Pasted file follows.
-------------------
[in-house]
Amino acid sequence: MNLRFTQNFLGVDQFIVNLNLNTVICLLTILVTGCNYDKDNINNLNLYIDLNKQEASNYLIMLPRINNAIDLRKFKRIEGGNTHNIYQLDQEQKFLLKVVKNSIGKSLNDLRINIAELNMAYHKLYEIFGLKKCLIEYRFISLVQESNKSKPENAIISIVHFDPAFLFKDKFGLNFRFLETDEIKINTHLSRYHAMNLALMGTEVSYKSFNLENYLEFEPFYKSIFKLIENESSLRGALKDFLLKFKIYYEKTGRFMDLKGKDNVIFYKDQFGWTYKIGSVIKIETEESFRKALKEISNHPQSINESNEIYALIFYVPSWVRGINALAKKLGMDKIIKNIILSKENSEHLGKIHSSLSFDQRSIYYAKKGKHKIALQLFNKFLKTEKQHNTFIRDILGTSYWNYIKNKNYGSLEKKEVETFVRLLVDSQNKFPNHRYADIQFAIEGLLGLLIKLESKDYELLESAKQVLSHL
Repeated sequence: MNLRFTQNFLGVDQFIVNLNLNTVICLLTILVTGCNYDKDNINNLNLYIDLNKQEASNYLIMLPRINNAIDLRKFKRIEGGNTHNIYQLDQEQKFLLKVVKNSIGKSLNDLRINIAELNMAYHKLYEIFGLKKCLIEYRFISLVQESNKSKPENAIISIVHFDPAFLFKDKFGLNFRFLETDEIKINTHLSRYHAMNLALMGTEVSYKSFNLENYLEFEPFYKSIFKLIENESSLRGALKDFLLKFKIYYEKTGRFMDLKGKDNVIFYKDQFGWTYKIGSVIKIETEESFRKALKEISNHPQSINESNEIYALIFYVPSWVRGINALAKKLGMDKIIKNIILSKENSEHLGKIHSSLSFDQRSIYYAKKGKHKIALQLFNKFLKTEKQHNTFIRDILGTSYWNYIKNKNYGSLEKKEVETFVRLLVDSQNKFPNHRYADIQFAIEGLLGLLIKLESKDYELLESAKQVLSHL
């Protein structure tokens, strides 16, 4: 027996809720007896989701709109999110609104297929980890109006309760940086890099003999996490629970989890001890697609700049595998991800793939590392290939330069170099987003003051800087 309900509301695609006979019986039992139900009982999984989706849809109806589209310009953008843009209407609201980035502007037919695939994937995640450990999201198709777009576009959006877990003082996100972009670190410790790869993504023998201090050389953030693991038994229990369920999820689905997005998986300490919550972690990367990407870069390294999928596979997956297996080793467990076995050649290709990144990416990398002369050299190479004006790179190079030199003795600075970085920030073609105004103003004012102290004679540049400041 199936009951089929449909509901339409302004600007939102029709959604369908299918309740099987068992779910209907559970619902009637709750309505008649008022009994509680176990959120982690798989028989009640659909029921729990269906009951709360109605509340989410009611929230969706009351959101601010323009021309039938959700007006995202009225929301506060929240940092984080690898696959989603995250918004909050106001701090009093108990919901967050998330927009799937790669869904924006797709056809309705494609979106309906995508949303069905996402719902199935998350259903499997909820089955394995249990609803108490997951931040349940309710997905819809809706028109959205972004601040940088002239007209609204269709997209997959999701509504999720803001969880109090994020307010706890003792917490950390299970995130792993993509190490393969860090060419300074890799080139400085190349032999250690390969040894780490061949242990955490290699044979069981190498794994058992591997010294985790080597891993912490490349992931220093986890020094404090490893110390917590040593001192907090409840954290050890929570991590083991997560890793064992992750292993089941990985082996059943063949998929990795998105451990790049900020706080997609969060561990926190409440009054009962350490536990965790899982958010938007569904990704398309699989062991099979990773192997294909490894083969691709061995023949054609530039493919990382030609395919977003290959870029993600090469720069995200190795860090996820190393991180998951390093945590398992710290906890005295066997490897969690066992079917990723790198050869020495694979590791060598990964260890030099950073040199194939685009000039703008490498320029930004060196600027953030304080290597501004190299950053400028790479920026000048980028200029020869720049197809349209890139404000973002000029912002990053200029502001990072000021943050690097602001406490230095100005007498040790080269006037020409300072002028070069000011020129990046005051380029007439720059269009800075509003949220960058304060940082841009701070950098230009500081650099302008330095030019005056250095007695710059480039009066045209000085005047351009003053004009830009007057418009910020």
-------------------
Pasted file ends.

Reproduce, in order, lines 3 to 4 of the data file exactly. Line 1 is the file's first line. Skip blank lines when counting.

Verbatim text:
Repeated sequence: MNLRFTQNFLGVDQFIVNLNLNTVICLLTILVTGCNYDKDNINNLNLYIDLNKQEASNYLIMLPRINNAIDLRKFKRIEGGNTHNIYQLDQEQKFLLKVVKNSIGKSLNDLRINIAELNMAYHKLYEIFGLKKCLIEYRFISLVQESNKSKPENAIISIVHFDPAFLFKDKFGLNFRFLETDEIKINTHLSRYHAMNLALMGTEVSYKSFNLENYLEFEPFYKSIFKLIENESSLRGALKDFLLKFKIYYEKTGRFMDLKGKDNVIFYKDQFGWTYKIGSVIKIETEESFRKALKEISNHPQSINESNEIYALIFYVPSWVRGINALAKKLGMDKIIKNIILSKENSEHLGKIHSSLSFDQRSIYYAKKGKHKIALQLFNKFLKTEKQHNTFIRDILGTSYWNYIKNKNYGSLEKKEVETFVRLLVDSQNKFPNHRYADIQFAIEGLLGLLIKLESKDYELLESAKQVLSHL
């Protein structure tokens, strides 16, 4: 027996809720007896989701709109999110609104297929980890109006309760940086890099003999996490629970989890001890697609700049595998991800793939590392290939330069170099987003003051800087 309900509301695609006979019986039992139900009982999984989706849809109806589209310009953008843009209407609201980035502007037919695939994937995640450990999201198709777009576009959006877990003082996100972009670190410790790869993504023998201090050389953030693991038994229990369920999820689905997005998986300490919550972690990367990407870069390294999928596979997956297996080793467990076995050649290709990144990416990398002369050299190479004006790179190079030199003795600075970085920030073609105004103003004012102290004679540049400041 199936009951089929449909509901339409302004600007939102029709959604369908299918309740099987068992779910209907559970619902009637709750309505008649008022009994509680176990959120982690798989028989009640659909029921729990269906009951709360109605509340989410009611929230969706009351959101601010323009021309039938959700007006995202009225929301506060929240940092984080690898696959989603995250918004909050106001701090009093108990919901967050998330927009799937790669869904924006797709056809309705494609979106309906995508949303069905996402719902199935998350259903499997909820089955394995249990609803108490997951931040349940309710997905819809809706028109959205972004601040940088002239007209609204269709997209997959999701509504999720803001969880109090994020307010706890003792917490950390299970995130792993993509190490393969860090060419300074890799080139400085190349032999250690390969040894780490061949242990955490290699044979069981190498794994058992591997010294985790080597891993912490490349992931220093986890020094404090490893110390917590040593001192907090409840954290050890929570991590083991997560890793064992992750292993089941990985082996059943063949998929990795998105451990790049900020706080997609969060561990926190409440009054009962350490536990965790899982958010938007569904990704398309699989062991099979990773192997294909490894083969691709061995023949054609530039493919990382030609395919977003290959870029993600090469720069995200190795860090996820190393991180998951390093945590398992710290906890005295066997490897969690066992079917990723790198050869020495694979590791060598990964260890030099950073040199194939685009000039703008490498320029930004060196600027953030304080290597501004190299950053400028790479920026000048980028200029020869720049197809349209890139404000973002000029912002990053200029502001990072000021943050690097602001406490230095100005007498040790080269006037020409300072002028070069000011020129990046005051380029007439720059269009800075509003949220960058304060940082841009701070950098230009500081650099302008330095030019005056250095007695710059480039009066045209000085005047351009003053004009830009007057418009910020």